Thursday, February 01, 2007

Light to Light


There are plenty of news stories about the passing of Molly Ivins today.

A very bright light has returned to the light.

My favorite Molly Ivins story goes something like this.

"You know, here in Texas we only have one party and that's the way its been for a hundred years. Well, folks began talking about starting another party, and I thought that's a good idea, we could use two parties in this state..... But it never occured to me that they were thinking of starting a party to the right of the Texas Democratic Party."

I first met Molly backstage at the Armadillo World Headquarters. She, like the rest of us, was a a real hippy, not some weekend concert going dope smoking hipster.

But, unlike some of us, she never let the dollar blur her vision, or the quest for personal power alter her sense of what is right.

It's often said, that you don't appreciate what you've got until its gone.

In Molly's case, neither is true.

Most of us knew long ago that her love of justice and her ability to find humor in the darkest of truths, both in ourselves and in our leaders, qualified her as a cultural treasure. And most of us suspected that her words and her spirit would live on with a longevity equal to the other great humorist of our culture.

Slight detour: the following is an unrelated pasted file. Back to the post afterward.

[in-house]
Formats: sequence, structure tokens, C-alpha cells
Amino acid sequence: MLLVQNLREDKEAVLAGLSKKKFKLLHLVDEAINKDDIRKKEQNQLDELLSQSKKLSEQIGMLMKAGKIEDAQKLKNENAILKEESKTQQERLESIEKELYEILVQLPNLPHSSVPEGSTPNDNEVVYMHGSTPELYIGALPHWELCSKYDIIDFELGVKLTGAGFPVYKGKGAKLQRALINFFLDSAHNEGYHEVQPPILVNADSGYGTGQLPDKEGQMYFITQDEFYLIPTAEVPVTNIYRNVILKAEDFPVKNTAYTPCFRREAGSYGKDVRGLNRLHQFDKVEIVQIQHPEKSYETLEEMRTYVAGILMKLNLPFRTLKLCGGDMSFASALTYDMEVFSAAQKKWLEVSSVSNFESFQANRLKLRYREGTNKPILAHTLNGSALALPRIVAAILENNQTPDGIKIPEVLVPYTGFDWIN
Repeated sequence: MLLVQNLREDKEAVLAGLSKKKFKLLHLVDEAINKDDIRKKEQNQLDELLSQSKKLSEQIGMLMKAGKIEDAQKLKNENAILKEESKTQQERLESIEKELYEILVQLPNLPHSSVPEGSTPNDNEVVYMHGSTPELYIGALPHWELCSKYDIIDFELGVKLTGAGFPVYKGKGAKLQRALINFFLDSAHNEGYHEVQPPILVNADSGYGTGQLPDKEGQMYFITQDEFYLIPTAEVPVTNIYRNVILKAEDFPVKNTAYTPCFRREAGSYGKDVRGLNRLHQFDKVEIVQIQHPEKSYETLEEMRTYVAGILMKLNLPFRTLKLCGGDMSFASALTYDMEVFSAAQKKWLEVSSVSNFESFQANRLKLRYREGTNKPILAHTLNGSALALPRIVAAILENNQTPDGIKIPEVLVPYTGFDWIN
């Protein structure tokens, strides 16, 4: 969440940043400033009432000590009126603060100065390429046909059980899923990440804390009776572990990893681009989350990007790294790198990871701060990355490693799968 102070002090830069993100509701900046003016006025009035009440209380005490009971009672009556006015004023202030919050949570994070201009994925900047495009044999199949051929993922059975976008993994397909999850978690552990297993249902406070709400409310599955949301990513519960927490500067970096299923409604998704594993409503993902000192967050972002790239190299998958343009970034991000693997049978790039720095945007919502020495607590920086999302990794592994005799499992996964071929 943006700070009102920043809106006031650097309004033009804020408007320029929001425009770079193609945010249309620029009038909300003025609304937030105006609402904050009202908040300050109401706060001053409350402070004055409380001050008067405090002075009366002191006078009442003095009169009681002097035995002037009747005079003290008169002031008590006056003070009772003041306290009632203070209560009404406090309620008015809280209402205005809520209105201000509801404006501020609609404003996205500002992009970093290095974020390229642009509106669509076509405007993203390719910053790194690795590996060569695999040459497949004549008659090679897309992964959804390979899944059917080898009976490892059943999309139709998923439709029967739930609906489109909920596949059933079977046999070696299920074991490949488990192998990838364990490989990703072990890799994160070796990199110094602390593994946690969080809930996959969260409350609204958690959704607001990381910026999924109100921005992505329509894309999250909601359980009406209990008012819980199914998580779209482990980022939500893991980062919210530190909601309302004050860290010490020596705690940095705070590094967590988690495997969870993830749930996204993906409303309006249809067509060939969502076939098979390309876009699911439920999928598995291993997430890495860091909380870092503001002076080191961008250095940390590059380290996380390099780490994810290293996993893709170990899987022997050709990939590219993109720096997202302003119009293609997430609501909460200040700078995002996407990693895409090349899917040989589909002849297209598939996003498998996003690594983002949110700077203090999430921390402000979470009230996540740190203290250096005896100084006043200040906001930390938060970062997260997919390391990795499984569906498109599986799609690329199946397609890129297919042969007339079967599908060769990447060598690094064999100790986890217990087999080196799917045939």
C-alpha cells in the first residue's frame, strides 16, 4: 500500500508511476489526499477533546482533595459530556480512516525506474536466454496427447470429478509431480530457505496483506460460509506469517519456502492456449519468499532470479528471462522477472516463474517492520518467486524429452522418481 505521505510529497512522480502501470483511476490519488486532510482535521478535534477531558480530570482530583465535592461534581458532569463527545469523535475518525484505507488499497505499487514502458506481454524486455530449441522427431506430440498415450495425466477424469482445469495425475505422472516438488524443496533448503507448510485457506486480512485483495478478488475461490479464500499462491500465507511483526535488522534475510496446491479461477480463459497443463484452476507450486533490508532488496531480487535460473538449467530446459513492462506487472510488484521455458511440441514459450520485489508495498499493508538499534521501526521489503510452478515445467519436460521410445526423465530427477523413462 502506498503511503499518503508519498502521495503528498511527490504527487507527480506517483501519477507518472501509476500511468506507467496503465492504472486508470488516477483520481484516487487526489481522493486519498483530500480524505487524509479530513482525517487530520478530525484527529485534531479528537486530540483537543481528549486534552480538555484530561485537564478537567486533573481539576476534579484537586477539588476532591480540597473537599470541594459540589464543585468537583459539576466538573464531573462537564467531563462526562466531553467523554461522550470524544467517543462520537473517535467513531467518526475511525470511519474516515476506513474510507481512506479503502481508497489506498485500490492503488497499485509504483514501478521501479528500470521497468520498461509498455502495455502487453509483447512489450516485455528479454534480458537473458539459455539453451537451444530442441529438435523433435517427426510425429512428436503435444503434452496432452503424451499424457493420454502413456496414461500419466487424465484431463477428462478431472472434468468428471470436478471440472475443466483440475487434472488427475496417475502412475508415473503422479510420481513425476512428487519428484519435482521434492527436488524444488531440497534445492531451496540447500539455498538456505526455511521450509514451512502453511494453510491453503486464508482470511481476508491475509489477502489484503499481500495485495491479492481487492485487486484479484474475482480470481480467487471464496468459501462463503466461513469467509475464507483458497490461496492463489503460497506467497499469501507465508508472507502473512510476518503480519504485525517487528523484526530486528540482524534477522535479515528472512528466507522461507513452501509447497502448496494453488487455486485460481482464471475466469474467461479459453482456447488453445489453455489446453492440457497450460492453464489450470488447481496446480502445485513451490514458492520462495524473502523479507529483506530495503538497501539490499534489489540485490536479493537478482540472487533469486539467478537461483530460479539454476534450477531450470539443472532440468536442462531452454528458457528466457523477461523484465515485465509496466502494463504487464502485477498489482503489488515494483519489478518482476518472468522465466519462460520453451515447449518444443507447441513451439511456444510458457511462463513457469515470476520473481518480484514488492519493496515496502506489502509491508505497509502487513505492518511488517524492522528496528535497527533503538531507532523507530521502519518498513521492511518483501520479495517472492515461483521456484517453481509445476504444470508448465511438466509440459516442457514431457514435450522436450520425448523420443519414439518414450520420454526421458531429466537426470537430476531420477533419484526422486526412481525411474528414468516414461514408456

Here is part of her last column written just three weeks ago.

Stand Up Against the ‘Surge’

Posted on Jan 11, 2007
By Molly Ivins

The purpose of this old-fashioned newspaper crusade to stop the war is not to make George W. Bush look like the dumbest president ever. People have done dumber things. What were they thinking when they bought into the Bay of Pigs fiasco? How dumb was the Egypt-Suez war? How massively stupid was the entire war in Vietnam? Even at that, the challenge with this misbegotten adventure is that we simply cannot let it continue.

It is not a matter of whether we will lose or we are losing. We have lost. Gen. John P. Abizaid, until recently the senior commander in the Middle East, insists that the answer to our problems there is not military. “You have to internationalize the problem. You have to attack it diplomatically, geo-strategically,” he said.

His assessment is supported by Gen. George W. Casey Jr., the senior American commander in Iraq, and the Joint Chiefs of Staff, who only recommend releasing forces with a clear definition of the goals for the additional troops. "

She closes with these words.

"We are the people who run this country. We are the deciders. And every single day, every single one of us needs to step outside and take some action to help stop this war. Raise hell. Think of something to make the ridiculous look ridiculous. Make our troops know we’re for them and trying to get them out of there. Hit the streets to protest Bush’s proposed surge. If you can, go to the peace march in Washington on Jan. 27. We need people in the streets, banging pots and pans and demanding,

Stop it, now!”

The other night, I laid in bed trying to think of a way to communicate the uselessness in trying to salvage something good out of a war that was started with lies, prosecuted with lies, and now moves into new vistas of even more egregious lies.

And I remembered the line in Matthew about the tree.